PU Prevention Bundle. The PU Prevention Bundle focused on the National Pressure Ulcer Advisory Panel (NPUAP) recommended elements10: skin assessment, repositioning, device rotation, bed support surfaces, moisture management, and nutrition. All nursing staff were required to complete mandatory education modules presented as didactic lectures and computerized webinars with postlecture tests that addressed skin assessment scales, PU staging, risk, prevention, management, and bundle element documentation. Random patients’ computerized records were reviewed for each bundle element. The bundle review sheet, completed and assessed by PU HAC co-leads, revealed inconsistencies in implementation and documentation of bundle elements stemming from suboptimal knowledge of PU prevention strategies, staging, and treatment. According to the subjective opinion of the co-leads after interviewing staff, staff were hesitant to report PUs; thus, reports were not timely or accurate. As a result, opportunities for prevention often were missed.
Evaluation of gaps (2013). In order to accomplish the primary goal of PU/PI reduction, the members of the PU HAC group developed a key driver diagram (see Figure 1), identifying 4 primary drivers: prevention process, accurate recognition, timely and accurate reporting, and change of culture. Didactic lectures and mandatory computer presentations were recognized by the PU HAC co-leads and nursing education leadership as ineffective in bridging theoretical knowledge with practical care. Most nurses did not feel comfortable implementing preventive measures, staging, diagnosing, and treating PUs, despite the initial wave of mandatory education. Many staff members, including nurses and clinicians, were complacent about existing injuries. A culture of prevention, urgency of reporting, and preoccupation with harm was not prevalent. Some staff did not feel comfortable reporting PUs, fearing punitive reaction and blame.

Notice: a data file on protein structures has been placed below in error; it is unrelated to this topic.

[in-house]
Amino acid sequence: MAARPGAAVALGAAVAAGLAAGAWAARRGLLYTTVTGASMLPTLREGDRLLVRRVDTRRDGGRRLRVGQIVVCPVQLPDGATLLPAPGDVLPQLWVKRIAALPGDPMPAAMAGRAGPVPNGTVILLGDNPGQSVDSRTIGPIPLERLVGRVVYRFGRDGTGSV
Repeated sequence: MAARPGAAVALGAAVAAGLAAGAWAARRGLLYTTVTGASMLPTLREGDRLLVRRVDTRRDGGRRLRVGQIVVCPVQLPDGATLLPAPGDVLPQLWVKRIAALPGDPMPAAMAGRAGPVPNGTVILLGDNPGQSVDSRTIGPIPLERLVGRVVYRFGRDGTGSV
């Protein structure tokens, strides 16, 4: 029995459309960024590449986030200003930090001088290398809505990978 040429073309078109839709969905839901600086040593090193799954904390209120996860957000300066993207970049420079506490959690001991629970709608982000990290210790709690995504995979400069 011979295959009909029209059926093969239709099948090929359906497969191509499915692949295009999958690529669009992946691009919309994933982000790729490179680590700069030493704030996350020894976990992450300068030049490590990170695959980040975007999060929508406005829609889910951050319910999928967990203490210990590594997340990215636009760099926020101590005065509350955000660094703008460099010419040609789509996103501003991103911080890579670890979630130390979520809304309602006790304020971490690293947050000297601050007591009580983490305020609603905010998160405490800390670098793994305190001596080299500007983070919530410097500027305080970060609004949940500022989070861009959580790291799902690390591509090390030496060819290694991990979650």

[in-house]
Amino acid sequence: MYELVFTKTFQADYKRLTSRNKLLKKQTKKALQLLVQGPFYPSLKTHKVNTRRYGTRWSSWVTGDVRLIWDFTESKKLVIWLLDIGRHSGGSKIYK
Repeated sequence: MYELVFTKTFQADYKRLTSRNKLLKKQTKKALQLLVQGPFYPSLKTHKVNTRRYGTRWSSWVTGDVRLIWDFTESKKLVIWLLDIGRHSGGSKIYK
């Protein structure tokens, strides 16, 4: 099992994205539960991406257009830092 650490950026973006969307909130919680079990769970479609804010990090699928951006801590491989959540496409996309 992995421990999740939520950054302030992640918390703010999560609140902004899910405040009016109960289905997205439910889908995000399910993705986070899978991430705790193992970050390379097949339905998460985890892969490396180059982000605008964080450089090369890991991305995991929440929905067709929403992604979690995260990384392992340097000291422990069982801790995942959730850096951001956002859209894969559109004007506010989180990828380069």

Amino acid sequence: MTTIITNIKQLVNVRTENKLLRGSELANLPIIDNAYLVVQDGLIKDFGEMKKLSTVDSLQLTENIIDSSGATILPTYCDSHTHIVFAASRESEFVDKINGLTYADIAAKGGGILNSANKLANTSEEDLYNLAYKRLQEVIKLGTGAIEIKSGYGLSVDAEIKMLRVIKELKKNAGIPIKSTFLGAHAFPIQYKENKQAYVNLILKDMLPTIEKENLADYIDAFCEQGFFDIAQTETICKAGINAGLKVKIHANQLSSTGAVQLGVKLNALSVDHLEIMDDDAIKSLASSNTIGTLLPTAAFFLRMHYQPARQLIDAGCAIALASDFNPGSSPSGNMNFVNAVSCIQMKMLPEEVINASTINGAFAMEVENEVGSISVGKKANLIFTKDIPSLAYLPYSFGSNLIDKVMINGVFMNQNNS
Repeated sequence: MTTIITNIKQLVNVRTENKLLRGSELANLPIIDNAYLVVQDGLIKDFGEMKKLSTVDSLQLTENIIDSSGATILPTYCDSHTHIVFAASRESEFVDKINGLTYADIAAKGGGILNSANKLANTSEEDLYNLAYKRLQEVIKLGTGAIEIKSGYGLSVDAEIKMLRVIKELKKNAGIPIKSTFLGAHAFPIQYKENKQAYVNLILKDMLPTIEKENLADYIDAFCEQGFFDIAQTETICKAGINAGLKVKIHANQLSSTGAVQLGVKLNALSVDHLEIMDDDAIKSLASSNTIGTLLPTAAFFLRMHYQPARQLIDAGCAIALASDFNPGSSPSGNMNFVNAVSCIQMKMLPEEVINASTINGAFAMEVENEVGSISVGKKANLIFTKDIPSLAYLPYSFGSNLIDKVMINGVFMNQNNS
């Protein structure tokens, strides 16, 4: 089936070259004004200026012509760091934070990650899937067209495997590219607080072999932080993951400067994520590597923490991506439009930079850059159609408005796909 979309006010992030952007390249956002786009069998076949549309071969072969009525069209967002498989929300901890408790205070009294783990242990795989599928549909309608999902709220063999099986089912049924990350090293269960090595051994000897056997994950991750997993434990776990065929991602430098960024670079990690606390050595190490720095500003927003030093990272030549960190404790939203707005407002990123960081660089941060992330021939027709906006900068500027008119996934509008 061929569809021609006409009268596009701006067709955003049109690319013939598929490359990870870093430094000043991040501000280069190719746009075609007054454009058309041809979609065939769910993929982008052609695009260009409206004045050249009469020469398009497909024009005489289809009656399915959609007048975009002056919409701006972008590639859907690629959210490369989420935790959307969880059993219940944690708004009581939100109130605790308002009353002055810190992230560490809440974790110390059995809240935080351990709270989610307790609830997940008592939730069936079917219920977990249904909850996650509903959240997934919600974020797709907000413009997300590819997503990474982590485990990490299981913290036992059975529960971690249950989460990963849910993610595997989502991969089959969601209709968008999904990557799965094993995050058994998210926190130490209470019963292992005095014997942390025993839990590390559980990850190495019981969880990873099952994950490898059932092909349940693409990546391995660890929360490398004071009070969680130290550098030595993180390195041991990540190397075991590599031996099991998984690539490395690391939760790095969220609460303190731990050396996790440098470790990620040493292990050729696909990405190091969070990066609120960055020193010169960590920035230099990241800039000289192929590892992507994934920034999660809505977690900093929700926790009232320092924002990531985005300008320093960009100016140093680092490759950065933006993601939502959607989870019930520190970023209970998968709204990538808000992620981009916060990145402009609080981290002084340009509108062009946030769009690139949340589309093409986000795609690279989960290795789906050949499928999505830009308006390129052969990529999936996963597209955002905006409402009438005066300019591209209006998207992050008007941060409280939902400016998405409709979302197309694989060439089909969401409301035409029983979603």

The team’s evaluation of existing practices as part of subjective discussion between nursing education leadership, quality departments, and the PU HAC co-leads suggested a need for a different approach that tied all driver elements together in a safe but realistic environment.